A couple from 1814. Gentleman looks like Cary Grant!
Costumes Parisien, 1814
A couple more fashion prints from Costumes Parisien, these with couples. Funny mixture of formal & informal. That is, who would wear a straw hat and carry a parasol to a Ball? But maybe that was the fashion then!
And here I have an elegant Regency (actually "Empire" since its a Fashion Print from Costume Parisien) Gentleman. I'm getting the knack. Turning the print into "ice" works better if there is a bit less detail in the picture. I've skipped the "3-D" filter but used the "Emboss". Then there are "Glass" filters and the "Transparency" layer option, along with "screen" and "color burn" layers.
This one was fairly easy, as the ice-skating young French Hottie was already done (you can find it elsewhere on this blog). I'm working on a lady skating, taking another Costume Parisien fashion print and altering it. I've been working on an "Ice Sculpture" of an Ackermann's Beauty... family says it isn't "icy enough". So I'm just mulling it over.
Let's see... Daughter is doing well, tho experiencing some pain from the 9" scar in her side. Possibly "adhesions". She probably should have had a little post-surgical physical therapy. She's started school this week, enjoying herself, tried out for a play.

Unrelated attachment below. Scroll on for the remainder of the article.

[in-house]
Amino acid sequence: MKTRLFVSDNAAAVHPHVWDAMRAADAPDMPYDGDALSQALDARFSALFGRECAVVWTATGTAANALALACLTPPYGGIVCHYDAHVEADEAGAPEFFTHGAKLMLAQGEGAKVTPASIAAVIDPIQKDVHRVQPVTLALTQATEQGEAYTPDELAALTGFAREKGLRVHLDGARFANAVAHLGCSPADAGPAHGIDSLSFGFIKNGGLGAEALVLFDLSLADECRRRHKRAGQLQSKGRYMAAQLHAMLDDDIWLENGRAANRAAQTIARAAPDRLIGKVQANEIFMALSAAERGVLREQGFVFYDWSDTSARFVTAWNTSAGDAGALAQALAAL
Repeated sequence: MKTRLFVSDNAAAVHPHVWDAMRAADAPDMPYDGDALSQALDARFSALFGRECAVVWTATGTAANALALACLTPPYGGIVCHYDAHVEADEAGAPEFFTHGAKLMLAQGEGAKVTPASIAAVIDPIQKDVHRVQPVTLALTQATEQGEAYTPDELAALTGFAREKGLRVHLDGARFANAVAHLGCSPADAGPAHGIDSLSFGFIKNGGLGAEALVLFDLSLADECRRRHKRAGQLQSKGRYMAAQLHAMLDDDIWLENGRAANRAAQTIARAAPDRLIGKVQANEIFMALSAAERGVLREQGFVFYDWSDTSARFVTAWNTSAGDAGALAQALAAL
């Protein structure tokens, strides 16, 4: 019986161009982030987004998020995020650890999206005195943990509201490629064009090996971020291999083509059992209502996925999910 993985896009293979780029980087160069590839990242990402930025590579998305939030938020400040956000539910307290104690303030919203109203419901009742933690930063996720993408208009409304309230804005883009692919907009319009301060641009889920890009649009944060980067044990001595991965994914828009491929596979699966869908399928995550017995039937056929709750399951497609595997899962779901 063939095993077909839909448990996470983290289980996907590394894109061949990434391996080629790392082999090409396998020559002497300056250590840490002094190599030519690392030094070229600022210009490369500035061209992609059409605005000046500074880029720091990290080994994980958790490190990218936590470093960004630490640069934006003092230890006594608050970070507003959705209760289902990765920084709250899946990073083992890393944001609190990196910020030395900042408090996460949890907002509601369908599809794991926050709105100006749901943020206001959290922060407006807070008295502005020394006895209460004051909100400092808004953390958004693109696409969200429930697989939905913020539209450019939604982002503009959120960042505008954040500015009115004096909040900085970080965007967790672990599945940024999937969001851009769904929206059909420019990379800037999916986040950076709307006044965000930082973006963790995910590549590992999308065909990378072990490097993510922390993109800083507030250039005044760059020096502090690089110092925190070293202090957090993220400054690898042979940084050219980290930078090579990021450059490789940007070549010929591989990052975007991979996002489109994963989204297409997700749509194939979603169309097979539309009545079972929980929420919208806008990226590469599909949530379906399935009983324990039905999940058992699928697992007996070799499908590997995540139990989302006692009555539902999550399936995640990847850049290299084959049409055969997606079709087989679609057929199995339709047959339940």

I'm going to make a few more Regency Christmas Cards this year, just for fun and to get back into practice. I used to do so every year, but dropped off the Almacks list accidentally! and got out of the habit. This year I'm going to alter a couple of the Costume Parisien plates. Not sure which ones...
I'm open to any requests & suggestions! I'll post the cards at 200dpi, good for downloading. If anyone wants higher (300) dpi, just send me an email.
Here is a Regency Ice Skating print from Long Ago:
Now I'm scanning & cleaning up some Costume Parisien fashion plates. Half the problem is my scanner over-or-under-exposes everything, Once scanned into Photoshop, I just hold the original artwork up and work to get the digital image looking pretty much the same, with less age-related yellowing.
Ackermann's Repository seldom had drawings of men, and they weren't nearly as detailed as the French fashion plates. The rather sad thing is I mostly own post-Waterloo (1815) for men. However, the fashions didn't change that rapidly: once guys discovered comfortable & attractive clothes, they pretty much stuck with it. Well, jeans have replaced skin-tight knit -or buckskin- breeches!